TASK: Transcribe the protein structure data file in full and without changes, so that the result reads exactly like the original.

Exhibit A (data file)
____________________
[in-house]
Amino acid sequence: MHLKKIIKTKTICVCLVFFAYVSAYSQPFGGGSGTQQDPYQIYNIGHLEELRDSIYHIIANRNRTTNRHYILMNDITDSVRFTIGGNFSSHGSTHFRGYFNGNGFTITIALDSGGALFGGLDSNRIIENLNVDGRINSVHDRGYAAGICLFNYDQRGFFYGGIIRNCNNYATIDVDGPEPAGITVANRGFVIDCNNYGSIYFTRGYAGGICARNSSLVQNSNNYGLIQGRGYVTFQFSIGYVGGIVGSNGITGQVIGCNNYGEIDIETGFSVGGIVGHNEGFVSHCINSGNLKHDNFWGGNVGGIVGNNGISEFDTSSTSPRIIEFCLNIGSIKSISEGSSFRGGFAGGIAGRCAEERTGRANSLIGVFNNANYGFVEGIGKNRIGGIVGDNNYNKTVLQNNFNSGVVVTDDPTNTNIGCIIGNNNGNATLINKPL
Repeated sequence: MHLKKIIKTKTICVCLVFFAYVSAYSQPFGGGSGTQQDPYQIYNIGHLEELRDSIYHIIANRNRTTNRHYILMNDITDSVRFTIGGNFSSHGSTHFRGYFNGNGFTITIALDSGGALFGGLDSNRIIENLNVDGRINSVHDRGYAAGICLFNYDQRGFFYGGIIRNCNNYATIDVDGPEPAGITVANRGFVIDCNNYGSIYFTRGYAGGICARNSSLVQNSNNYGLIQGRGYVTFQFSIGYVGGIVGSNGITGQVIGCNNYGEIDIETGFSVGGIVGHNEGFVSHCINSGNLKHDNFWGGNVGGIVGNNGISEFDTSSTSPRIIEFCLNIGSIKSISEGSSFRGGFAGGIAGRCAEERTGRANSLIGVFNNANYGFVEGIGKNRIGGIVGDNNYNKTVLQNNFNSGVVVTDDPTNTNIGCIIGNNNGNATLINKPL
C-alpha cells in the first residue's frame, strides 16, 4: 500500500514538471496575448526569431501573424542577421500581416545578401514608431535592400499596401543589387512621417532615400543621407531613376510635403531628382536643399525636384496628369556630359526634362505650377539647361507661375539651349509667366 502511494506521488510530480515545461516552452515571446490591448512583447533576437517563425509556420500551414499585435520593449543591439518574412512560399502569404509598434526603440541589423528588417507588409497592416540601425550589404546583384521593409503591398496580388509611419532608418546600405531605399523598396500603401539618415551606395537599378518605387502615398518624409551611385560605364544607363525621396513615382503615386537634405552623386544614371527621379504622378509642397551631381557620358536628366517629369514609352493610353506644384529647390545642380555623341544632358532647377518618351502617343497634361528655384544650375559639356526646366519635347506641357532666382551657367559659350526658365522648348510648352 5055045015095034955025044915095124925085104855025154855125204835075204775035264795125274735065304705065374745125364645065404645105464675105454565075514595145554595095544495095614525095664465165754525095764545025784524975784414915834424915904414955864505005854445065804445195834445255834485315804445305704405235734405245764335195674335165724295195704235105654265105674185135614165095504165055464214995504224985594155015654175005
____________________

[in-house]
Amino acid sequence: MHLKKIIKTKTICVCLVFFAYVSAYSQPFGGGSGTQQDPYQIYNIGHLEELRDSIYHIIANRNRTTNRHYILMNDITDSVRFTIGGNFSSHGSTHFRGYFNGNGFTITIALDSGGALFGGLDSNRIIENLNVDGRINSVHDRGYAAGICLFNYDQRGFFYGGIIRNCNNYATIDVDGPEPAGITVANRGFVIDCNNYGSIYFTRGYAGGICARNSSLVQNSNNYGLIQGRGYVTFQFSIGYVGGIVGSNGITGQVIGCNNYGEIDIETGFSVGGIVGHNEGFVSHCINSGNLKHDNFWGGNVGGIVGNNGISEFDTSSTSPRIIEFCLNIGSIKSISEGSSFRGGFAGGIAGRCAEERTGRANSLIGVFNNANYGFVEGIGKNRIGGIVGDNNYNKTVLQNNFNSGVVVTDDPTNTNIGCIIGNNNGNATLINKPL
Repeated sequence: MHLKKIIKTKTICVCLVFFAYVSAYSQPFGGGSGTQQDPYQIYNIGHLEELRDSIYHIIANRNRTTNRHYILMNDITDSVRFTIGGNFSSHGSTHFRGYFNGNGFTITIALDSGGALFGGLDSNRIIENLNVDGRINSVHDRGYAAGICLFNYDQRGFFYGGIIRNCNNYATIDVDGPEPAGITVANRGFVIDCNNYGSIYFTRGYAGGICARNSSLVQNSNNYGLIQGRGYVTFQFSIGYVGGIVGSNGITGQVIGCNNYGEIDIETGFSVGGIVGHNEGFVSHCINSGNLKHDNFWGGNVGGIVGNNGISEFDTSSTSPRIIEFCLNIGSIKSISEGSSFRGGFAGGIAGRCAEERTGRANSLIGVFNNANYGFVEGIGKNRIGGIVGDNNYNKTVLQNNFNSGVVVTDDPTNTNIGCIIGNNNGNATLINKPL
C-alpha cells in the first residue's frame, strides 16, 4: 500500500514538471496575448526569431501573424542577421500581416545578401514608431535592400499596401543589387512621417532615400543621407531613376510635403531628382536643399525636384496628369556630359526634362505650377539647361507661375539651349509667366 502511494506521488510530480515545461516552452515571446490591448512583447533576437517563425509556420500551414499585435520593449543591439518574412512560399502569404509598434526603440541589423528588417507588409497592416540601425550589404546583384521593409503591398496580388509611419532608418546600405531605399523598396500603401539618415551606395537599378518605387502615398518624409551611385560605364544607363525621396513615382503615386537634405552623386544614371527621379504622378509642397551631381557620358536628366517629369514609352493610353506644384529647390545642380555623341544632358532647377518618351502617343497634361528655384544650375559639356526646366519635347506641357532666382551657367559659350526658365522648348510648352 5055045015095034955025044915095124925085104855025154855125204835075204775035264795125274735065304705065374745125364645065404645105464675105454565075514595145554595095544495095614525095664465165754525095764545025784524975784414915834424915904414955864505005854445065804445195834445255834485315804445305704405235734405245764335195674335165724295195704235105654265105674185135614165095504165055464214995504224985594155015654175005